By World Family Education
Keeping children safe is a core value at World Family Education.
Living internationally presents unique challenges to keeping your family safe. In your host country, you may find very different standards for safety, and you may find very different perspectives on how children are treated or expected to behave. How will you navigate these new waters and protect your family from new and unknown risks?
This discussion of family safety takes into consideration all aspects of abuse and harm, shown in the lists below.
Note that while much of what we consider abuse is caused by adults, in reality a lot of unsafe and abusive behavior can come from peers.
Examples of Abuse and Harm
At the heart of family safety is understanding your family’s vulnerabilities, communicating with family members about these, and creating a plan to avoid or deal with problems.
Need some practical tools to improve your family safety? Use World Family Education’s Family Safety Worksheets.
In your home culture, you’re more likely to understand norms of behavior towards children. Knowing what to do when there is a threat or problem is typically quite clear. However, cultural expectations can get turned upside down in a new place. It’s important to understand the impact these four areas have on your family’s safety:
Unique cultural dynamics exist in any ethnic group, community, or system your family interacts with. And while many parts of the family safety discussion are universal, some are unique due to different cultural contexts.
In each cultural setting you encounter, there will likely be cultural norms that violate your family’s moral or safety boundaries. The first step in meeting this challenge is to understand, define, and agree on a set of family moral and safety boundaries. From this baseline, you can assess each setting, relationship, and situation. There will be times when you need to create boundaries to protect your family.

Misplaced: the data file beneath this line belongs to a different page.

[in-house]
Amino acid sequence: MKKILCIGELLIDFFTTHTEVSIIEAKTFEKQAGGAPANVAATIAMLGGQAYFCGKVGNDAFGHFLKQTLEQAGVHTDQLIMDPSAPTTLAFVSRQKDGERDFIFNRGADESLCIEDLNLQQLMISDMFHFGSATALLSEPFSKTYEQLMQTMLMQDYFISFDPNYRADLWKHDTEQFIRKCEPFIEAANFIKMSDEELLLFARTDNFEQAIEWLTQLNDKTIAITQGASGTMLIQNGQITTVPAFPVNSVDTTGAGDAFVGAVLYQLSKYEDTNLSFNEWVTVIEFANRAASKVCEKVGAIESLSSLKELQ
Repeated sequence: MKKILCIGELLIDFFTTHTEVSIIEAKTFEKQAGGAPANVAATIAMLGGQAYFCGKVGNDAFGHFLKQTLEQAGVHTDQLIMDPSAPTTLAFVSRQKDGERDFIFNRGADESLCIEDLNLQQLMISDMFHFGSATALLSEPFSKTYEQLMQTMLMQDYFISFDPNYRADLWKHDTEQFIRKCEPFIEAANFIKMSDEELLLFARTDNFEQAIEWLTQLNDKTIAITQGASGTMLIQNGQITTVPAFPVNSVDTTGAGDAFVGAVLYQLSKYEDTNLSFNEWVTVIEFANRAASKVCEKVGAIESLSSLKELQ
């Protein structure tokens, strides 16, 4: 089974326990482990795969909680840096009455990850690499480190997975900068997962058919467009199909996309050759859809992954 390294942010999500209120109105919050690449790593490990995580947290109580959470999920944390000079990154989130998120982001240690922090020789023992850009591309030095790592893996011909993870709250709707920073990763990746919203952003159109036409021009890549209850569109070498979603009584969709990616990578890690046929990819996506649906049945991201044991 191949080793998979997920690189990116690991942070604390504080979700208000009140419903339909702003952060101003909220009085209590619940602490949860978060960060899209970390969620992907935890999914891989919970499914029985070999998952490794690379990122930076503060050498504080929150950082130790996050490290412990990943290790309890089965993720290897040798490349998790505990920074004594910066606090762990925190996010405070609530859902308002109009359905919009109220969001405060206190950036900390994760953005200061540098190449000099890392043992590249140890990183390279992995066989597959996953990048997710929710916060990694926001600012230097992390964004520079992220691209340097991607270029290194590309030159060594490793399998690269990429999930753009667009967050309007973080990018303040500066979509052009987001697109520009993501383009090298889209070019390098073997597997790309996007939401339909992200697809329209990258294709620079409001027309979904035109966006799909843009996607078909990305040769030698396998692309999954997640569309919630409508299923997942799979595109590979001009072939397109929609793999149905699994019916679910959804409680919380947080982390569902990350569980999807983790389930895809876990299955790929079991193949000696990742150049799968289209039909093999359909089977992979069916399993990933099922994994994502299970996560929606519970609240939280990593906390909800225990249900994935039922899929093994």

At the same time, some of your family boundaries may not make sense in your host culture and may not, in fact, be necessary. You have permission to look at the cultural scenarios you find yourself in and filter your expectations accordingly. Do this as a family, since your kids’ perspectives are very important in assessing risk.
Respecting your host culture is important, and necessary for relationships, but not if it means putting your children at risk. Find the balance that respects the culture and makes all members of the family feel secure in your love and care for them.
Strong family relationships and open communication between family members are vital to preventing a security breach or promoting healing after the fact. A family that prioritizes open and honest relationship and stays connected and unified can handle a lot “in the moment” and has the best prognosis for long-term recovery after a problem.
Even if open communication is strong, it is natural for a child to feel that they should hide stress or discomfort from you, especially if they think it will impact your work, status, or happiness. This means that you will need to be keenly aware of how your child shows stress, and be on the lookout for these signs, particularly in times of transition or new relationships.
Security needs to be a whole family effort. A parent’s instincts about safety are very valuable in determining risk. Likewise, parents should understand that a child’s instincts for safety are strong and natural, and usually a pretty good indicator of risk. As part of your plan, you should help your kids recognize and utilize their instincts and intuition in situations with potential risk. Maintaining good communication within the family ensures that all members are sharing their instinctual input about a situation.